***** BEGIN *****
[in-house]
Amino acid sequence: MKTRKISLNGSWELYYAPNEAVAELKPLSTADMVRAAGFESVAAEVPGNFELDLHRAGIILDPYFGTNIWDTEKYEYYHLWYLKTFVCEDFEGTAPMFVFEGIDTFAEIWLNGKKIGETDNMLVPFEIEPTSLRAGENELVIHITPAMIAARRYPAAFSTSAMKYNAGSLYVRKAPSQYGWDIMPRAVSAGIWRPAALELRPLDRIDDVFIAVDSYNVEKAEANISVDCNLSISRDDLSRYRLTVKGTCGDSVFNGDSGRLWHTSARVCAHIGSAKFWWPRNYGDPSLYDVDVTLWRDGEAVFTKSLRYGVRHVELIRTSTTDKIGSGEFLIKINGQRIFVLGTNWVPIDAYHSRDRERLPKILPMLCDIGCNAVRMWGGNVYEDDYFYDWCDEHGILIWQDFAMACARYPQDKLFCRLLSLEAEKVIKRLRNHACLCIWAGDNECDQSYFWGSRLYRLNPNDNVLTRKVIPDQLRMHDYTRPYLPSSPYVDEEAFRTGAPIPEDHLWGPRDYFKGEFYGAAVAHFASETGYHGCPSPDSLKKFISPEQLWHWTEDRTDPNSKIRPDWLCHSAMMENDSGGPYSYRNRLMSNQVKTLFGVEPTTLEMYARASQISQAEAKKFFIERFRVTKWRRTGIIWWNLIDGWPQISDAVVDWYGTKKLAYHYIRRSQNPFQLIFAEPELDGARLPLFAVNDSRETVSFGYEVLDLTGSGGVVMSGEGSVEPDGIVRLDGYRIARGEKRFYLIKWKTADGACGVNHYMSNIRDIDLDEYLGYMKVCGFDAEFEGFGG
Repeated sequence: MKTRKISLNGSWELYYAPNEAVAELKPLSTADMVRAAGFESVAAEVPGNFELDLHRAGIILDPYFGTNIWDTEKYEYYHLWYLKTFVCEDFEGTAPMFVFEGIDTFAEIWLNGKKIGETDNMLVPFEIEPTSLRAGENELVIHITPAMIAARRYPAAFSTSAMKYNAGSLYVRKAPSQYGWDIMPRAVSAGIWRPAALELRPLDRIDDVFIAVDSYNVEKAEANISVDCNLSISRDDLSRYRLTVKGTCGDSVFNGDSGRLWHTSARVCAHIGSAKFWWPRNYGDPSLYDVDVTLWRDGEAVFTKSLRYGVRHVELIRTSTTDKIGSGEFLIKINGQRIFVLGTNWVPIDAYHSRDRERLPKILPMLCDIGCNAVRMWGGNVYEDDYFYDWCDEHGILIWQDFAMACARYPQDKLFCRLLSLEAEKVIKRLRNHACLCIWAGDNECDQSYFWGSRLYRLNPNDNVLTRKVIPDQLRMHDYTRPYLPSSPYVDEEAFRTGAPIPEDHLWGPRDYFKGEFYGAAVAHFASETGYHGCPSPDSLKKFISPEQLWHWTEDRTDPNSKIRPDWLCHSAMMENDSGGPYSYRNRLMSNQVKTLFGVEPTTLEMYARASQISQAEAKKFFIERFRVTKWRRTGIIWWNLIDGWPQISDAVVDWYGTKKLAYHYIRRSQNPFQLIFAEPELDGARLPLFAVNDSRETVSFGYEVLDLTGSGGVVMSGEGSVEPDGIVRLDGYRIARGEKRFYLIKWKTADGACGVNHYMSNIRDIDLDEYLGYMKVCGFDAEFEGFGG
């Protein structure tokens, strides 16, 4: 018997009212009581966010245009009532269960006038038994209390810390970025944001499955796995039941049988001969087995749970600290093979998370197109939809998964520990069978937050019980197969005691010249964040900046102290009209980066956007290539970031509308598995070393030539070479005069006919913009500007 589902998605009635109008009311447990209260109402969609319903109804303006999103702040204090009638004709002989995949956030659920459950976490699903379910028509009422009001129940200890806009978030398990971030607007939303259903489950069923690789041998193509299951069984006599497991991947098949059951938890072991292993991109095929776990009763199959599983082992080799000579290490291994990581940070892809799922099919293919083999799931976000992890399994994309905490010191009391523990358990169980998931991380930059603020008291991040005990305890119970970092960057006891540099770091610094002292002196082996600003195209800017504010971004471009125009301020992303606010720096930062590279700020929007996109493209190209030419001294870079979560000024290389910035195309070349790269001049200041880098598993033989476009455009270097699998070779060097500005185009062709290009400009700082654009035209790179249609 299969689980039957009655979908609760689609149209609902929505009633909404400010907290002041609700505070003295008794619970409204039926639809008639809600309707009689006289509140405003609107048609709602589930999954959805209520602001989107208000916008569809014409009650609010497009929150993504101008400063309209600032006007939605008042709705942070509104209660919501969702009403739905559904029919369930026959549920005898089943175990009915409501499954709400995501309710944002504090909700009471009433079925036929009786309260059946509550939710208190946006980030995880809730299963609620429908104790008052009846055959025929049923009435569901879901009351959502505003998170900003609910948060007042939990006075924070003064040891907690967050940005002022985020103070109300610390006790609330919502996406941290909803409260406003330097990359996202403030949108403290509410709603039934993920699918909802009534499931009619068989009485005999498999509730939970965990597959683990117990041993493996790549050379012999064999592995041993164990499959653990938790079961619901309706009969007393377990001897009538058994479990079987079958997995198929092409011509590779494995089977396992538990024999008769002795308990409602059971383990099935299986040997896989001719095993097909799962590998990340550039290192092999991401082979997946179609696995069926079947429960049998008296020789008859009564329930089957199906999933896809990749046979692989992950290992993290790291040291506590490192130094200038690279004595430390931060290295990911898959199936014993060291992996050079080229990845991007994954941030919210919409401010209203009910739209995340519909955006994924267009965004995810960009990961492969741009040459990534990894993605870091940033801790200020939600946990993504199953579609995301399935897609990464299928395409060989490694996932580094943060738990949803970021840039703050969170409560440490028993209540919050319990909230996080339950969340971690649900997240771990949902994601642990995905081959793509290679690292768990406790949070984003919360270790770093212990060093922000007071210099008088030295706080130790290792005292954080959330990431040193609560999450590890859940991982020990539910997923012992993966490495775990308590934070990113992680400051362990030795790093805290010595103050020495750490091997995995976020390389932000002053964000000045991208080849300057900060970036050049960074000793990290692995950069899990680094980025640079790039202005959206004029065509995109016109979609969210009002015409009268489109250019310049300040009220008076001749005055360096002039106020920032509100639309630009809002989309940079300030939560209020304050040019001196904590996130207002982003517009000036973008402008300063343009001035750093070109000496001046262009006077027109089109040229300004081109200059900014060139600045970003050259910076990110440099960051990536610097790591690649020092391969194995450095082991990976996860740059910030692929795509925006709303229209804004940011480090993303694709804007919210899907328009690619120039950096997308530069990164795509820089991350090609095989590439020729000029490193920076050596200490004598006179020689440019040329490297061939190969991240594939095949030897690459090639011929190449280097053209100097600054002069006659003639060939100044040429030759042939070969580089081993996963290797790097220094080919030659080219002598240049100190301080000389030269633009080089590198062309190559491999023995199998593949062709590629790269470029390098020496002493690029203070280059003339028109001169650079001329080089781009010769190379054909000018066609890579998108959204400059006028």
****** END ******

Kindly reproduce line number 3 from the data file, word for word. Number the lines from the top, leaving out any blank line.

Repeated sequence: MKTRKISLNGSWELYYAPNEAVAELKPLSTADMVRAAGFESVAAEVPGNFELDLHRAGIILDPYFGTNIWDTEKYEYYHLWYLKTFVCEDFEGTAPMFVFEGIDTFAEIWLNGKKIGETDNMLVPFEIEPTSLRAGENELVIHITPAMIAARRYPAAFSTSAMKYNAGSLYVRKAPSQYGWDIMPRAVSAGIWRPAALELRPLDRIDDVFIAVDSYNVEKAEANISVDCNLSISRDDLSRYRLTVKGTCGDSVFNGDSGRLWHTSARVCAHIGSAKFWWPRNYGDPSLYDVDVTLWRDGEAVFTKSLRYGVRHVELIRTSTTDKIGSGEFLIKINGQRIFVLGTNWVPIDAYHSRDRERLPKILPMLCDIGCNAVRMWGGNVYEDDYFYDWCDEHGILIWQDFAMACARYPQDKLFCRLLSLEAEKVIKRLRNHACLCIWAGDNECDQSYFWGSRLYRLNPNDNVLTRKVIPDQLRMHDYTRPYLPSSPYVDEEAFRTGAPIPEDHLWGPRDYFKGEFYGAAVAHFASETGYHGCPSPDSLKKFISPEQLWHWTEDRTDPNSKIRPDWLCHSAMMENDSGGPYSYRNRLMSNQVKTLFGVEPTTLEMYARASQISQAEAKKFFIERFRVTKWRRTGIIWWNLIDGWPQISDAVVDWYGTKKLAYHYIRRSQNPFQLIFAEPELDGARLPLFAVNDSRETVSFGYEVLDLTGSGGVVMSGEGSVEPDGIVRLDGYRIARGEKRFYLIKWKTADGACGVNHYMSNIRDIDLDEYLGYMKVCGFDAEFEGFGG